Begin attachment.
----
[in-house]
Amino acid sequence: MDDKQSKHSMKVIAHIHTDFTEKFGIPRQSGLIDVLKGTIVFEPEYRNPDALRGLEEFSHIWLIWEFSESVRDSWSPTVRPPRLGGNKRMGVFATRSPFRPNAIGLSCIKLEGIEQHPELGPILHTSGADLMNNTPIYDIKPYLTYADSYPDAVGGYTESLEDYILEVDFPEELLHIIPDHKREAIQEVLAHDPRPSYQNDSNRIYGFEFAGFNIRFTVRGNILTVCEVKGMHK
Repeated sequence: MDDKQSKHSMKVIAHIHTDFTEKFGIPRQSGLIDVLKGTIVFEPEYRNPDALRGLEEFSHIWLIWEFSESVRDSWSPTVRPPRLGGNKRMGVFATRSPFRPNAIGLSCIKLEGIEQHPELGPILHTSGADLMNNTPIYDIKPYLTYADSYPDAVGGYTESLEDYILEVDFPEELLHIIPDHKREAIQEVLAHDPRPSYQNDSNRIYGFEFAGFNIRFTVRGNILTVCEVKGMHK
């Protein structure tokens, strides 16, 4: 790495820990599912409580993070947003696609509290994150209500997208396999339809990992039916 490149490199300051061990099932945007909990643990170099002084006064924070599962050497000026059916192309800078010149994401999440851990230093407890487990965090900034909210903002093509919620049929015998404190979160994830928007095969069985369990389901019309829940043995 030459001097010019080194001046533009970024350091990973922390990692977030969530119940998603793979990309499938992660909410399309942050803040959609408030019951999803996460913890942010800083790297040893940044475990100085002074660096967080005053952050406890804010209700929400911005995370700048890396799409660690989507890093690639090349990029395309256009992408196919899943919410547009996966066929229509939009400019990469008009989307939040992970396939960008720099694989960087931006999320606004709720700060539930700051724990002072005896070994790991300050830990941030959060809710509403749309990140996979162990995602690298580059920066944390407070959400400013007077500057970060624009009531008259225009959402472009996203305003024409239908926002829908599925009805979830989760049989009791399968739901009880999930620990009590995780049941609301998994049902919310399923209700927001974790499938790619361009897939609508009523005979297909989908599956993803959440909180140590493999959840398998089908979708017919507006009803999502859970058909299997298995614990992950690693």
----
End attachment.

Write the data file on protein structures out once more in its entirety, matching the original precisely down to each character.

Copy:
[in-house]
Amino acid sequence: MDDKQSKHSMKVIAHIHTDFTEKFGIPRQSGLIDVLKGTIVFEPEYRNPDALRGLEEFSHIWLIWEFSESVRDSWSPTVRPPRLGGNKRMGVFATRSPFRPNAIGLSCIKLEGIEQHPELGPILHTSGADLMNNTPIYDIKPYLTYADSYPDAVGGYTESLEDYILEVDFPEELLHIIPDHKREAIQEVLAHDPRPSYQNDSNRIYGFEFAGFNIRFTVRGNILTVCEVKGMHK
Repeated sequence: MDDKQSKHSMKVIAHIHTDFTEKFGIPRQSGLIDVLKGTIVFEPEYRNPDALRGLEEFSHIWLIWEFSESVRDSWSPTVRPPRLGGNKRMGVFATRSPFRPNAIGLSCIKLEGIEQHPELGPILHTSGADLMNNTPIYDIKPYLTYADSYPDAVGGYTESLEDYILEVDFPEELLHIIPDHKREAIQEVLAHDPRPSYQNDSNRIYGFEFAGFNIRFTVRGNILTVCEVKGMHK
């Protein structure tokens, strides 16, 4: 790495820990599912409580993070947003696609509290994150209500997208396999339809990992039916 490149490199300051061990099932945007909990643990170099002084006064924070599962050497000026059916192309800078010149994401999440851990230093407890487990965090900034909210903002093509919620049929015998404190979160994830928007095969069985369990389901019309829940043995 030459001097010019080194001046533009970024350091990973922390990692977030969530119940998603793979990309499938992660909410399309942050803040959609408030019951999803996460913890942010800083790297040893940044475990100085002074660096967080005053952050406890804010209700929400911005995370700048890396799409660690989507890093690639090349990029395309256009992408196919899943919410547009996966066929229509939009400019990469008009989307939040992970396939960008720099694989960087931006999320606004709720700060539930700051724990002072005896070994790991300050830990941030959060809710509403749309990140996979162990995602690298580059920066944390407070959400400013007077500057970060624009009531008259225009959402472009996203305003024409239908926002829908599925009805979830989760049989009791399968739901009880999930620990009590995780049941609301998994049902919310399923209700927001974790499938790619361009897939609508009523005979297909989908599956993803959440909180140590493999959840398998089908979708017919507006009803999502859970058909299997298995614990992950690693």